Brute Force


Film noir

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Time Out says

Despite a loss of temperature through the flashbacks which let in some female interest, this is one of Dassin's best films. Less coherent than Siegel's Riot in Cell Block 11 in its challenge to prison conditions, it draws on WWII experience to draw a powerful analogy between the prison (where Cronyn's sadistic chief guard beats up prisoners to the strains of Wagner) and a fascist state. With brutality breeding brutality in this world which the dialogue (script by Richard Brooks) defines as an existentialist hell from which there is no escape, Brute Force was a notably violent film in its day. The scene in which an informer is herded by blow-torches to execution in a steam press still chills.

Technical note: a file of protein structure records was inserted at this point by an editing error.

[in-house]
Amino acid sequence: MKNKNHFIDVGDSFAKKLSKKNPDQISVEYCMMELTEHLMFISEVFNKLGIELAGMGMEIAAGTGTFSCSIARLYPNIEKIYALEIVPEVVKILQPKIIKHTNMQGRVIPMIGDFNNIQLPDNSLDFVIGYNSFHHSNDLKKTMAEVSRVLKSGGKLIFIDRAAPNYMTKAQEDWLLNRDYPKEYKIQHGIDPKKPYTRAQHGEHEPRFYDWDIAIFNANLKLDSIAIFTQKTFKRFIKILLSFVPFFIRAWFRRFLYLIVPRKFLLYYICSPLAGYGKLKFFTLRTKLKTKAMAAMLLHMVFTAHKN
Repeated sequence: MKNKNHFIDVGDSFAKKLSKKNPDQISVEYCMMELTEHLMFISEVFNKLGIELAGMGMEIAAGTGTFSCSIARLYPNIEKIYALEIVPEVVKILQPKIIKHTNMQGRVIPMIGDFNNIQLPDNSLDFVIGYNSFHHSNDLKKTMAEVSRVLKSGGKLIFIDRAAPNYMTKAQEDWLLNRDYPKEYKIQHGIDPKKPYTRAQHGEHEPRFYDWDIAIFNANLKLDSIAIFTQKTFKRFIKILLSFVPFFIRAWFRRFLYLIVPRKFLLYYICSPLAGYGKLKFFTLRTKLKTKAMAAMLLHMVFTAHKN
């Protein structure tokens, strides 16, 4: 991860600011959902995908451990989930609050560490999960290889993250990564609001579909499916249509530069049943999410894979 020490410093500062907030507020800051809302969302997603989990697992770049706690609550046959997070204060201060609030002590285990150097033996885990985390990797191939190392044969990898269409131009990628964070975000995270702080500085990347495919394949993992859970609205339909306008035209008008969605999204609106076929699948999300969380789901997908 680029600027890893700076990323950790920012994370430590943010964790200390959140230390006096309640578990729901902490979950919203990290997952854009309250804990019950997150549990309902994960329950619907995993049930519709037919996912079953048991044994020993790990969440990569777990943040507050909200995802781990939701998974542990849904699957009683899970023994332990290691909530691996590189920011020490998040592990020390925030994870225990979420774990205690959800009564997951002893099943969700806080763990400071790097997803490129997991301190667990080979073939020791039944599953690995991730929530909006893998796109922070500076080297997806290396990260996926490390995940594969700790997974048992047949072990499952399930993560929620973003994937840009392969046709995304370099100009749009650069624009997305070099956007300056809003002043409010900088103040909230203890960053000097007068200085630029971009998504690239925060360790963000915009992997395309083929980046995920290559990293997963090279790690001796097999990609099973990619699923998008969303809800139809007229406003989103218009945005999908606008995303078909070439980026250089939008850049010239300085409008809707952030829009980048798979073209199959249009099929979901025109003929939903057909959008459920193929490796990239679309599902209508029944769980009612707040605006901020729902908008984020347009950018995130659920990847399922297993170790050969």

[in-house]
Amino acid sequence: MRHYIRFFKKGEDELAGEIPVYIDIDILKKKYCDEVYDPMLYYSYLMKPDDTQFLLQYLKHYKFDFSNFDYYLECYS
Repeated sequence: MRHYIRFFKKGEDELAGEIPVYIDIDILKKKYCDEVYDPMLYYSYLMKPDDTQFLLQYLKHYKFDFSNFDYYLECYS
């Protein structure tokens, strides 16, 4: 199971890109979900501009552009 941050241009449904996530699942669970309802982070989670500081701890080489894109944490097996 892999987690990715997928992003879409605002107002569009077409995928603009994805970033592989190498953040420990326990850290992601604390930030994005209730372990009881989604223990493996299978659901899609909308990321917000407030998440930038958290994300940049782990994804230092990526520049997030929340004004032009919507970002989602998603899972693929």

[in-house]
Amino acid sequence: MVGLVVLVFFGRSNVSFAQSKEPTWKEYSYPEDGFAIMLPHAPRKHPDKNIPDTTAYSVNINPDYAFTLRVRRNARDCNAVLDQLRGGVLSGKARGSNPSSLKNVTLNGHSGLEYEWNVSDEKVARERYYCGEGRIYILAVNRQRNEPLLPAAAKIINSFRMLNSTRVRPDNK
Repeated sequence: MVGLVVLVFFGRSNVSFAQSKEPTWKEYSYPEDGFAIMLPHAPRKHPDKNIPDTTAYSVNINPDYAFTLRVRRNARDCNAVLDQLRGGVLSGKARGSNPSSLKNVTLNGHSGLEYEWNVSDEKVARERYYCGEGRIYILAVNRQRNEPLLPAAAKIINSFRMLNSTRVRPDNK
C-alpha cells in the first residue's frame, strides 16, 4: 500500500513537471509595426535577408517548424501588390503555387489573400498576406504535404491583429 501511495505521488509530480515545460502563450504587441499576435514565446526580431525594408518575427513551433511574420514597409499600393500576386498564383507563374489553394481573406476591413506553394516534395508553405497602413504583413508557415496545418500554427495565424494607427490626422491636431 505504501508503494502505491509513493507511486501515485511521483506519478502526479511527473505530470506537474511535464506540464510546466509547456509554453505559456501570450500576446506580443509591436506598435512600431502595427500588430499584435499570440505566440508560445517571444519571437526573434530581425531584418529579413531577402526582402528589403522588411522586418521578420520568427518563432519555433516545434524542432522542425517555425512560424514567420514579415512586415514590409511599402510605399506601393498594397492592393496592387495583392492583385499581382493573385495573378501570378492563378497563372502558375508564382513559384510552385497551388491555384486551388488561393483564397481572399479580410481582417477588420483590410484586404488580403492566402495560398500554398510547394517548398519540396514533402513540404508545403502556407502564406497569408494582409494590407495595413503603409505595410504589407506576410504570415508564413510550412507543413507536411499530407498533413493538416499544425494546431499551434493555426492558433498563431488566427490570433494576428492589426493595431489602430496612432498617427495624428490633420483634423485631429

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Release details

UK release:



98 mins

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